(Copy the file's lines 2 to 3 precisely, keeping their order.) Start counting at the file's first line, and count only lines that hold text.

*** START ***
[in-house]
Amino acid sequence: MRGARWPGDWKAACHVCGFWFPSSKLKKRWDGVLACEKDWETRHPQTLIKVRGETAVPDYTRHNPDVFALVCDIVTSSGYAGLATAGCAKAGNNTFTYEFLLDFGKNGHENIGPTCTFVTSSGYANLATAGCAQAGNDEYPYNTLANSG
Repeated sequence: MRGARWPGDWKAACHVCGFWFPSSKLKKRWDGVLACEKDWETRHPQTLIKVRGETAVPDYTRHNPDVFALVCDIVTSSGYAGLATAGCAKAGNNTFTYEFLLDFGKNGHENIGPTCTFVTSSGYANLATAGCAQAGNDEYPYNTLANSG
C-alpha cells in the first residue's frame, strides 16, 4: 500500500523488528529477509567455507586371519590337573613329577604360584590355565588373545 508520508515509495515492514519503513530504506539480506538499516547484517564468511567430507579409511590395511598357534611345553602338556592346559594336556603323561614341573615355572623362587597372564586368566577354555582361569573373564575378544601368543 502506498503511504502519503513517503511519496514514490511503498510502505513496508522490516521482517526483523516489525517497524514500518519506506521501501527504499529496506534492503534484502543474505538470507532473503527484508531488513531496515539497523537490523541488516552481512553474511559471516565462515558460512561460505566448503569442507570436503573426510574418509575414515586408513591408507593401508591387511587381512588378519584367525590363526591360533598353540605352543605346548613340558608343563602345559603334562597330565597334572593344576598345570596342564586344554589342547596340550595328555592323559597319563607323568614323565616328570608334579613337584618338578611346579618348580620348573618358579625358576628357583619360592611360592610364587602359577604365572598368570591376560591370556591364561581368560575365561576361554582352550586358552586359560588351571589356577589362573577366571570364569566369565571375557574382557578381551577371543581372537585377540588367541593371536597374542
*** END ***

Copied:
Amino acid sequence: MRGARWPGDWKAACHVCGFWFPSSKLKKRWDGVLACEKDWETRHPQTLIKVRGETAVPDYTRHNPDVFALVCDIVTSSGYAGLATAGCAKAGNNTFTYEFLLDFGKNGHENIGPTCTFVTSSGYANLATAGCAQAGNDEYPYNTLANSG
Repeated sequence: MRGARWPGDWKAACHVCGFWFPSSKLKKRWDGVLACEKDWETRHPQTLIKVRGETAVPDYTRHNPDVFALVCDIVTSSGYAGLATAGCAKAGNNTFTYEFLLDFGKNGHENIGPTCTFVTSSGYANLATAGCAQAGNDEYPYNTLANSG